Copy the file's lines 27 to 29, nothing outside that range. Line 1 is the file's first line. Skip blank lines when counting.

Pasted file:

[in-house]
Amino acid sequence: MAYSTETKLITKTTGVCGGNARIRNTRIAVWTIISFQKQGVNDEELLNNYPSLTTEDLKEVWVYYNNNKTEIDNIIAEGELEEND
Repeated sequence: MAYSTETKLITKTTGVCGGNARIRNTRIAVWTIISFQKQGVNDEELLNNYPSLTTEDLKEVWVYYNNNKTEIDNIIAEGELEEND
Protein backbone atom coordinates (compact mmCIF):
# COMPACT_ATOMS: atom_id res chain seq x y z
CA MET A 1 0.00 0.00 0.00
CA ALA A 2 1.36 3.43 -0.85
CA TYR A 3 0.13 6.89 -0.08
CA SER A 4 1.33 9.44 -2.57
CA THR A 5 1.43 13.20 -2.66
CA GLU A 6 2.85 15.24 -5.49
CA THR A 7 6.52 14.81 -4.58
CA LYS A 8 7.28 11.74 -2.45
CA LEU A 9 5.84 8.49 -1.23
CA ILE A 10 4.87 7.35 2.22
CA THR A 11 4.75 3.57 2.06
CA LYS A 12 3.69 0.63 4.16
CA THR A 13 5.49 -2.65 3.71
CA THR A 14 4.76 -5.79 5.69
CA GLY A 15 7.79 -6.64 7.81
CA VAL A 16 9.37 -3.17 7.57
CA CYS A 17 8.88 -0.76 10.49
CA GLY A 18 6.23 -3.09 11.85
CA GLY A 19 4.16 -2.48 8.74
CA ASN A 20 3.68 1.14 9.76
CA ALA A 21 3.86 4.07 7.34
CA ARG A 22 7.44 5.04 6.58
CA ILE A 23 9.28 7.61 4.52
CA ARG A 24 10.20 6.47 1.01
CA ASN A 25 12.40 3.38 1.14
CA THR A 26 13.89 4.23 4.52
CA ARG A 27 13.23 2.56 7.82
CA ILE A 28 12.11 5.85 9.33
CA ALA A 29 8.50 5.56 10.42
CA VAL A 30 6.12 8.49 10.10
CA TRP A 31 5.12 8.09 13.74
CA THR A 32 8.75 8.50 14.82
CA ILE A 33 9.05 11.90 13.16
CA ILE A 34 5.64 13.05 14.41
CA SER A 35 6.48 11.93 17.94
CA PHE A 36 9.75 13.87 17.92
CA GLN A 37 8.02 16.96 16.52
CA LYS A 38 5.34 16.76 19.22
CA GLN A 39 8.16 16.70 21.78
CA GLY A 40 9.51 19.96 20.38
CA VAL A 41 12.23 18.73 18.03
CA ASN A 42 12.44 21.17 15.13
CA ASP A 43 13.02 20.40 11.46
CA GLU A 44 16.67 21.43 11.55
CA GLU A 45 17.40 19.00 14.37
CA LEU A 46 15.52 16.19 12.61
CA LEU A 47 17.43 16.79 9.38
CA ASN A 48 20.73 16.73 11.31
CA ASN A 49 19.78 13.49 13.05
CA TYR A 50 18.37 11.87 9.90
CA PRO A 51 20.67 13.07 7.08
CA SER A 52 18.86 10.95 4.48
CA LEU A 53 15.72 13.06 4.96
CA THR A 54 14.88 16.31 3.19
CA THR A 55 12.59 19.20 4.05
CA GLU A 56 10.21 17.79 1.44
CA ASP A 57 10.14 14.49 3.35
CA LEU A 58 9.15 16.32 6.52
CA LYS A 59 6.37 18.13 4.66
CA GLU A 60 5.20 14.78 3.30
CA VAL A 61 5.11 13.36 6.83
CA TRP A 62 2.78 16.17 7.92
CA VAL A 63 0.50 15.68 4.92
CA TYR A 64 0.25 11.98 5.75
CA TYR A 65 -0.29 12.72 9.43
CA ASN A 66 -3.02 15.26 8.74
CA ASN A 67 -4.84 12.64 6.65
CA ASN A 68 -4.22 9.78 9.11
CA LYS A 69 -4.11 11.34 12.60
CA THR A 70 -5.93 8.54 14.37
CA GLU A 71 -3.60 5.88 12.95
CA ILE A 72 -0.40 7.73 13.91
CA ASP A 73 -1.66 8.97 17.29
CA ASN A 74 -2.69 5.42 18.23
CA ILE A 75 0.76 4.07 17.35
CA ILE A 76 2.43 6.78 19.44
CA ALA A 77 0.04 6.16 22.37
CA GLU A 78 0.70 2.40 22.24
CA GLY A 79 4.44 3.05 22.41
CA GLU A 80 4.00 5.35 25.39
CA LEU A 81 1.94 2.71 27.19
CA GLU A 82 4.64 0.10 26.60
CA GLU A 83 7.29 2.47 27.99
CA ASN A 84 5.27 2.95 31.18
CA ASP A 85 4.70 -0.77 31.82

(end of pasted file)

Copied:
CA ARG A 22 7.44 5.04 6.58
CA ILE A 23 9.28 7.61 4.52
CA ARG A 24 10.20 6.47 1.01